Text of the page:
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#176
All about the magnificent Ribbon Eel... The Marine Drag Queen
smilingseahorse - 9/14/2020 4:43 AM
Category: General
Replies: 0



The ribbon Eel is the only member of its genus. Scientists thought for a long time that there were 3 types of ribbon eel, the black, the blue, and the yellow species. But now we know they form a unique species changing sex and colour during its lifespan!
Ribbon eels can live up to 20 years, and can grow up to 1 meter long. The biggest individual observed measured 1,30 m.



1) ITS HABITAT
You can find the Ribbon eel in sandy areas around reefs and lagoons of the Indo-Pacific Ocean. It can be found in very shallow waters down to 60m.
It usually stays in the same cave for months or even years and two individuals (usually adult males) can be seen sharing the same hole.
2) ITS BEHAVIOR
​The ribbon eel is a carnivore which preys on small fish and other animals that swim too close to their hole. They can be generally observed poking their head out of their hole waiting to catch prey as it wanders past.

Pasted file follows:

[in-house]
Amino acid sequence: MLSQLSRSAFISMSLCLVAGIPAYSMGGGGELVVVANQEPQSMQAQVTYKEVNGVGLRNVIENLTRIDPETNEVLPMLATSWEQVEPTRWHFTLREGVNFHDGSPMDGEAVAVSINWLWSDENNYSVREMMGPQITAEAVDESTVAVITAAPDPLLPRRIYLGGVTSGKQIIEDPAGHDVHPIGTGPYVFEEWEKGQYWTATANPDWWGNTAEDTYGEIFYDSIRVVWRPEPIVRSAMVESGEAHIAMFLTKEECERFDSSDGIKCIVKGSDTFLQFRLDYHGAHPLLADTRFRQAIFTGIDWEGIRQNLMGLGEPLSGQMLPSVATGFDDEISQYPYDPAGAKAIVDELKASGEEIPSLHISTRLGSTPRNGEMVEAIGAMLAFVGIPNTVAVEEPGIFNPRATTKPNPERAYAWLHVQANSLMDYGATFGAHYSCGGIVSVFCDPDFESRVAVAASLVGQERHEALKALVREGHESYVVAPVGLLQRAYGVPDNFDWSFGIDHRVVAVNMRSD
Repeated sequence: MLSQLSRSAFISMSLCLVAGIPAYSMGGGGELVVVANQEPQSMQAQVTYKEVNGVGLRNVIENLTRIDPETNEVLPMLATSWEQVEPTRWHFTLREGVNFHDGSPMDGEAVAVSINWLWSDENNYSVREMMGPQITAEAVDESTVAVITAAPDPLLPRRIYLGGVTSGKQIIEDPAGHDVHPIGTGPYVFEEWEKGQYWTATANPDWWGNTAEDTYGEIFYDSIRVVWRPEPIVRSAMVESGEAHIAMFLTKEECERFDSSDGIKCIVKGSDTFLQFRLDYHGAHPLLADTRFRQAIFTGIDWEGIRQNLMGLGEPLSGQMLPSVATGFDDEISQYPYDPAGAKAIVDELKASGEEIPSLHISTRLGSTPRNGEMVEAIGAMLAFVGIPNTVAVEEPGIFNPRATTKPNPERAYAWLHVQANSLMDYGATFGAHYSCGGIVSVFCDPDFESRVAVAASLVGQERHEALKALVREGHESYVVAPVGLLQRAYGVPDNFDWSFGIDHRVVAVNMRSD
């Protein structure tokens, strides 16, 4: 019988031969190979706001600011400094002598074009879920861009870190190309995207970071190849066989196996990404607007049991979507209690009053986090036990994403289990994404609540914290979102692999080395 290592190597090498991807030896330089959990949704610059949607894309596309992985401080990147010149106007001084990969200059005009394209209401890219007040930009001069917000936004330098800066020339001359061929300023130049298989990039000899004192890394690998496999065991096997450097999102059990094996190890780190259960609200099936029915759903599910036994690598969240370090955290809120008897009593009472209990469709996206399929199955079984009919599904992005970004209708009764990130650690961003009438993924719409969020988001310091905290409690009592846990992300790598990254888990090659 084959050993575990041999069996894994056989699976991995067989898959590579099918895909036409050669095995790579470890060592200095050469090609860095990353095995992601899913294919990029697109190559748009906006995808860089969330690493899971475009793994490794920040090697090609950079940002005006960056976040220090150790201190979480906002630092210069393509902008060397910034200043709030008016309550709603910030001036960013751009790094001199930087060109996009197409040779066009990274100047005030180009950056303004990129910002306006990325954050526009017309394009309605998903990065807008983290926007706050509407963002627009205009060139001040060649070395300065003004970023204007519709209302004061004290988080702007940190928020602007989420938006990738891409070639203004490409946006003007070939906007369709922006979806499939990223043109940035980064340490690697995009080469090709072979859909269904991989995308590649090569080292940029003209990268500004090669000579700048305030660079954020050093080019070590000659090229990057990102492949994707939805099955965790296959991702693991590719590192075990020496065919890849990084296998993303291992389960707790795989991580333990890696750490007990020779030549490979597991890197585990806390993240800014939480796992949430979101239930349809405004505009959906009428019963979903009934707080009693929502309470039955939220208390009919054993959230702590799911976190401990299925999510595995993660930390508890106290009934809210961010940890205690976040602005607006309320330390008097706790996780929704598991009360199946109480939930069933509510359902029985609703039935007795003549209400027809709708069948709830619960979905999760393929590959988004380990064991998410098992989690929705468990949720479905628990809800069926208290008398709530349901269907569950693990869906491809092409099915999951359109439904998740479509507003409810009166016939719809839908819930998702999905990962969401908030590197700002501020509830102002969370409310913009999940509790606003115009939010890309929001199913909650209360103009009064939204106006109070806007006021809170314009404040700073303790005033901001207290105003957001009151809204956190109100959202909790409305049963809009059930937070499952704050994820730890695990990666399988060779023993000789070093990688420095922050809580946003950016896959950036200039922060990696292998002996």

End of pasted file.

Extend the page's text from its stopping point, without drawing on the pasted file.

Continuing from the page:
3) ITS COLORATION TELL ITS GENDER
Every individual is born as male.
Juveniles and sub-adults are black with a yellow dorsal fin. When they reach adulthood, they keep the yellow fin but the body turns blue and starts developing female reproductive organs.
​When they reach their full size, they turn into female and change their color to complete yellow.
They will then find a mate, lay their eggs, and die within a month.
It is due to their short lifespan that the female ribbon eels are rarely observed.
The ribbon is the only protandric hermaphrodite eel, meaning they are capable of changing sex to female if there is a shortage of natural females in the environment.
4) ITS MAJOR THREATS
Did you know that the major threat of this species is the aquarium trade??
While writing this post, I found more websites giving advice about keeping the animal alive in captivity, or selling them, than information about the animal itself... Better to leave them in their natural habitat and observe them while scuba diving, don’t you think...?
Come see them in Myanmar while they are still around...

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